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Improving Academic Mentoring
of the common deficiencies is an inability to write at the lev- el required to publish one or more refereed articles, which is usually the goal of an advanced degree in the fields of study associated with acoustics. An advisor might mark up a thesis to the point of rewriting it for the student, whereas the men- tor might go through draft after draft, teaching technical writing principles along the way, to help the student develop into a strong writer.
It is natural during Separation that the student and facul- ty member both feel a level of anxiety. The mentor should find a student to replace the mentee and may have concerns about the quality of work. The mentee may feel the mentor is being unfair in requiring so much work and may feel anx- ious about the search for employment. The mentor helps in this phase by having clearly defined goals all along the way, by ensuring that two-way communication is occurring, and by providing as much support as possible in the job search. He/she can offer advice on careers, job requirements, typical salaries, and the interviewing process. Taking time to dis- cuss with the mentee issues related to his/her future helps demonstrate to the mentee that the mentor truly has his/her best interests at heart and that the suffering associated with completing a thesis and manuscript drafts is a natural but necessary part of development.
Undergraduate Student Mentoring
The expectations for meaningful undergraduate student mentoring vary widely by department and university. Fac- ulty members at a small private college may be expected to spend more time in a traditional mentoring environment than those at a large research institution (Whiteside et al., 2007), where undergraduate student mentoring may be exclusively carried out by graduate students and postdocs. Likewise, the anticipated outcomes of a mentoring relation- ship vary widely. In some programs, a senior thesis or cap- stone report that results from a mentored research or learn- ing experience is required. In other cases where there is no research expectation, only the highly motivated undergrad- uate students find their way into faculty members’ offices to pursue a mentored learning experience.
When mentoring undergraduate students, the mentor must keep in mind that this is often the students’ first experience with mentoring. They are often, as we indicated previously, ill prepared to benefit from the faculty members’ time and attention. This does not mean that undergraduate mentor- ing is not worthwhile or without benefit but that it may take more time in Initiation than in Cultivation. Consequently,
expected outcomes must be kept realistic, particularly if meaningful technical writing is involved. From our experi- ence, success in mentoring undergraduates can be attributed to mentee motivation, the formation of mentoring forward and team-based mentoring environments where students benefit from having access to multiple mentors at all aca- demic levels, and the establishment of a culture where there is an expected scholarly product of an undergraduate re- search experience. Once undergraduate students understand their potential and the expectations, they can be mentored to work on par with many graduate students and to become highly sought-after graduate students and employees.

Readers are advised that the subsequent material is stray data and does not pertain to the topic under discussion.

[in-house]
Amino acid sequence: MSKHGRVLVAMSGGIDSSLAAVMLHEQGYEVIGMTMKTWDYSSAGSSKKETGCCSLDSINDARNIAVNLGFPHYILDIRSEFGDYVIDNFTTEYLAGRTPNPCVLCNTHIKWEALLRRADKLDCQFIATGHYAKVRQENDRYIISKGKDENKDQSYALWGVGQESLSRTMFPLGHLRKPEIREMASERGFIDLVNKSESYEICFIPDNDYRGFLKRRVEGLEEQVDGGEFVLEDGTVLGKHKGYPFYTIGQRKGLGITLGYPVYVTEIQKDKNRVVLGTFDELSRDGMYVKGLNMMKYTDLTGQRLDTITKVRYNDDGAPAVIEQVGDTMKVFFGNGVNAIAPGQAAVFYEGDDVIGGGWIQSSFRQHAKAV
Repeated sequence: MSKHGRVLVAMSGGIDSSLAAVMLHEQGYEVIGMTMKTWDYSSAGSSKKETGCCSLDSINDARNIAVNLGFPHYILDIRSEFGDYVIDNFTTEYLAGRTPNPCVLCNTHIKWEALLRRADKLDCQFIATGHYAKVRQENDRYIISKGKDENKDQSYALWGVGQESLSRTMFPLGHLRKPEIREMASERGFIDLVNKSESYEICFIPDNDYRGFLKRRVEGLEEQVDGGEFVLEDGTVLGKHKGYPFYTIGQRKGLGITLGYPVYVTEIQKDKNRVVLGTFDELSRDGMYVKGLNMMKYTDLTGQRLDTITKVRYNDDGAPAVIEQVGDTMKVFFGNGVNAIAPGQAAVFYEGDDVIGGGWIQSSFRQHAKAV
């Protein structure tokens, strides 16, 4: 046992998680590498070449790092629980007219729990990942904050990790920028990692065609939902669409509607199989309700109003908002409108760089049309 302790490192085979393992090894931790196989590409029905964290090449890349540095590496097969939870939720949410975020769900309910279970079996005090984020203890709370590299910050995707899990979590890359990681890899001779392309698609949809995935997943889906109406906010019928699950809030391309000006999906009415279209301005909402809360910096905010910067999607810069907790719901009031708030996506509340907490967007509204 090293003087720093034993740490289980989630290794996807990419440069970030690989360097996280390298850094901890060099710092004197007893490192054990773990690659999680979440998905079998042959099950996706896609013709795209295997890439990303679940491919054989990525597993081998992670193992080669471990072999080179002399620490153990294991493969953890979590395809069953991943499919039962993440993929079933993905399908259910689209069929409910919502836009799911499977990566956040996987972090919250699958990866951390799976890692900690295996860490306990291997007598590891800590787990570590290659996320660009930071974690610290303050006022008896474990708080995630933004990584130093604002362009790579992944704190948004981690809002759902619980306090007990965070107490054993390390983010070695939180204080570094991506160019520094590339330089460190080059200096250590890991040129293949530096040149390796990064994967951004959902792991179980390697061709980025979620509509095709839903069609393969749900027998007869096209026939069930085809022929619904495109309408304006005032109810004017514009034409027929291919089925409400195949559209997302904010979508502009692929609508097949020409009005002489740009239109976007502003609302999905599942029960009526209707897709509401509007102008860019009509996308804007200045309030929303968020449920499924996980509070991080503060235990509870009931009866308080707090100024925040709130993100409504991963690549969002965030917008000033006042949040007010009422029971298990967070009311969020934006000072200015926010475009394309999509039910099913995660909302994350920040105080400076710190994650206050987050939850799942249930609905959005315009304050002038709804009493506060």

Postdoctoral Scholar Mentoring
Mentoring of a postdoc is a unique situation in which the individual undergoes a significant transition from near- student to peer during the experience. The NIH and NSF describe a postdoc as an individual who engages “in a tem- porary period of mentored advanced training to enhance the professional skills and research independence needed to pursue his or her chosen career path” ( qPjPux).
Because of the need for the mentor to carefully consider how he/she will establish an effective mentoring environ- ment, NSF proposals that include postdoc funds require the development of a postdoc mentoring plan, such as that described by the National Postdoctoral Association (https:// This mentoring plan generally includes ex- pectations of the mentee and the mentor and should include not only training in research but also opportunities for the postdoc to develop other skills that are appropriate for his/ her future career plans. For someone planning to enter aca- demia, the plan should include opportunities for mentored teaching, writing grants, working with undergraduates, and even getting opportunities for limited service roles.
The postdoc situation is also unique in that there is no an- ticipated time frame for completion of a clear outcome like a thesis. Scholarly goals and timetables are left up to the post- doc and mentor to set together. Thus, it is imperative that during Initiation, the mentor and mentee establish a mutual vision for a successful postdoc experience and set clear goals for the Cultivation phase and that these goals be reviewed and revised on a regular basis. Moreover, the plan may in- clude a discussion as to what Separation may involve when a job opportunity becomes available and, during Cultivation, what Redefinition may look like if there are long-term plans to continue collaborating.
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